Years ago when I was in college, a friend of mine in the psychology graduate department asked me (and a bunch of other students) to participate in an experiment he was conducting for his thesis. It sounded interesting (and required no drilling into my skull) so I volunteered and showed up at my assigned time. He proceeded to place a cloth net over my head that contained a bunch of holes where wires would be inserted and connected to my skin. It looks cool in the TV shows and movies, but what you don’t see is the gunk they coat the wires in to make a good connection to skin… that stuff was like the gel-from-hell and when the experiment was over, my hair was all over the place and funky.
During the experiment, I learned a little bit… mainly about brain waves. I don’t remember a whole lot about the experiment (other than sitting in a dark room and watching words flash here and yonder) but I do recall being given some color printouts showing my brain activity in various stages… words like alpha, beta, and delta waves were tossed around. I’d forgotten all about this brain wave stuff until I tackled a new techno-thriller titled The God Wave by Patrick Hemstreet. The first thing you should know about the author is this: as a neuro-engineer, he’s fully qualified for writing this story. It’s a fiction story, but you can tell just a few chapters in that the author knows his stuff, and this tale has that cutting-edge realism that many fiction authors have to fake.
The story focuses on two individuals: Chuck Brenton, a neuroscientist, and his soon-to-be business partner, Matt Streegman, a mathematician who has an extremely personal reason for hunting down Brenton and offering to assist him with a problem he’s been facing involving remotely controlling objects with one’s mind.
It starts simple enough–trying to control software on the screen using mental commands or trying to rotate a motor’s spindle on a piece of heavy machinery equipment. Pretty soon, the business partners have a small collection of test subjects who are starting to show efficiency at their various personal skills (such as an artist trying to create art on a screen with her mind). The practical applications begin to appear… and then the company gets noticed. One of the business partners makes a deal with a government agency, and the next thing that’s happening is the project has a secretive side in addition to the more public one.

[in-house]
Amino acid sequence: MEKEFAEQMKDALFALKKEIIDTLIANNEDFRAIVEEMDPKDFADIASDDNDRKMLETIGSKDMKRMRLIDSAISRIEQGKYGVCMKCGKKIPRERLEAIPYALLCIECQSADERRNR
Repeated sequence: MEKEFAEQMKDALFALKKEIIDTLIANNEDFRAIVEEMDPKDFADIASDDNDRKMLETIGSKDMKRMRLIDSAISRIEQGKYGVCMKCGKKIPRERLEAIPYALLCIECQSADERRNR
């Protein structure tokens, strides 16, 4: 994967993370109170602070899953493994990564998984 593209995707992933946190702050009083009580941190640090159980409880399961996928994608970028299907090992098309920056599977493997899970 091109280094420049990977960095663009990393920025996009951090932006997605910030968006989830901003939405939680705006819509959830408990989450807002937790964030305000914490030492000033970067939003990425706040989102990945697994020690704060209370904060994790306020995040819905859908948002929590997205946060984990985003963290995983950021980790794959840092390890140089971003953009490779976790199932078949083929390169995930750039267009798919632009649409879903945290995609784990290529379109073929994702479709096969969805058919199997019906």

But the business applications as well as the military applications pale in comparison to a sudden breakthrough that defies known science. The small group does its best to keep this breakthrough a secret, but that secrecy comes back to bite them when their new “silent business partner” begins to question their loyalty.
The God Wave was a fun (and fast) read… the tension ratchets up and I couldn’t put it down as the danger to the team begins to climb. Secrets on both sides are revealed a little at a time, and in the end Brenton and Streegman must decide on what is not just best for their small company, but what is best for the country and ultimately the world.
As techno-thrillers go, this one’s a fun ride. I’ve seen the Star Wars Jedi toy where you use your “mind powers” to make a ball move up and down in a tube. It’s coming… no doubt. The God Wave has me actually looking forward to the day when I can control the software on my screen with my brain, not my hands. It also has me a little wary about the completely unknown uses that will undoubtedly pop up when a new technology is introduced.
Note: I’d like to thank Harper Voyager for providing a review copy. The God Wave is out now.